about Laura Spanjer

Laura, Amsterdam

“Like so many young children, growing up I knew of the world’s problems mostly in the abstract. I turned off the lights because my father told me not to waste energy. I didn’t let the faucet run so as not to waste water. In a way it’s not too different for adults. We know, in the abstract, that fast clothing, processed food, or plastic packaging are “bad.” But rarely do we have an intensely personal and pivotal moment where the abstract becomes real.

It was in 2014, when I was viewing the World Press Photo exhibition about the Rana Plaza collapse that the abstract and real stared at me from a photograph simultaneously.


Two people embracing each other one last time, or perhaps for the first time, found dead under the piles of the collapsed textile fabric in Bangladesh.

It was almost as if they were not dead, that they took part in a scene, to show what could have happened. But then to realize, it did happen. I stood there for a long time. I could recognize myself in them. Not as being a garment worker, but as being a human being. Later on, after I had seen the rest of the exhibition, I walked back as if to one more time absorb the feeling, to confirm to myself, that this time after seeing something terrible, I was not going to forget about it and continue with daily life as normal.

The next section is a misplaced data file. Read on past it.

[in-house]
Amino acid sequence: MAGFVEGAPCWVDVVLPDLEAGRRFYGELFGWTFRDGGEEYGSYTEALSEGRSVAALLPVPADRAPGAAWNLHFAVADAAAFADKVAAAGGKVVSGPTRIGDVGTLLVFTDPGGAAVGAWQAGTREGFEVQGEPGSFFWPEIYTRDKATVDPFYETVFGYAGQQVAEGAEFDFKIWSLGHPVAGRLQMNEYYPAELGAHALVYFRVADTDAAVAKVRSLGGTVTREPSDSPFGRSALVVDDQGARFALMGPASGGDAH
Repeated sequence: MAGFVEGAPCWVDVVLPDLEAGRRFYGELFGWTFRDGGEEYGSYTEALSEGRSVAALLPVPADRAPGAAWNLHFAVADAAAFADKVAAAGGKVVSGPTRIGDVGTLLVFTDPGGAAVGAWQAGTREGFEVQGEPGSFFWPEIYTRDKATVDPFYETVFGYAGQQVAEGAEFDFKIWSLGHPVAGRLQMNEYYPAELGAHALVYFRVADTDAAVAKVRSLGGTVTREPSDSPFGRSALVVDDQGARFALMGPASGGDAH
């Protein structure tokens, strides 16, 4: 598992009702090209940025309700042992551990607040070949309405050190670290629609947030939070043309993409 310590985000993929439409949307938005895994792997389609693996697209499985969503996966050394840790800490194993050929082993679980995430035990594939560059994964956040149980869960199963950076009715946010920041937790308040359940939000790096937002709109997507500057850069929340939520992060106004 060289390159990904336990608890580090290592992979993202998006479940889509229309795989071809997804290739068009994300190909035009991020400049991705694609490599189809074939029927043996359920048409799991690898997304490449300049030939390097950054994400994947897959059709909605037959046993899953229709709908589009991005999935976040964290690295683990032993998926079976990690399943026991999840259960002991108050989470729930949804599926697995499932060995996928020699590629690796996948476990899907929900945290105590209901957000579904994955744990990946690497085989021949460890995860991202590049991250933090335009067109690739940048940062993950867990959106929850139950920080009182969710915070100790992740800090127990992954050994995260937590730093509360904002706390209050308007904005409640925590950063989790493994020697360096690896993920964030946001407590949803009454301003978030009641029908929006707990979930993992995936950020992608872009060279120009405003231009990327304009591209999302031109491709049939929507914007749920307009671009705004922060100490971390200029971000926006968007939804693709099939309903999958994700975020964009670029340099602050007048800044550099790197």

Every day we make choices with our purchases. I knew after seeing the photo of the Rana Plaza embrace, I didn’t want my purchases to indirectly affect (or end) someone’s life. Returning to Amsterdam in late 2015, and searching for fair, ecofriendly products myself, I got the idea to crowdsource a map of good products.

People care about other people and the environment—in the abstract. After all, most people would say that they want to buy from a company who treats people and the environment with respect. With goodmapp, we just make that choice a little easier.

I hope goodmapp can empower both consumers and social entrepreneurs, and ultimately change the consumer landscape so that there are more and more “good” products that respect people and the environment.”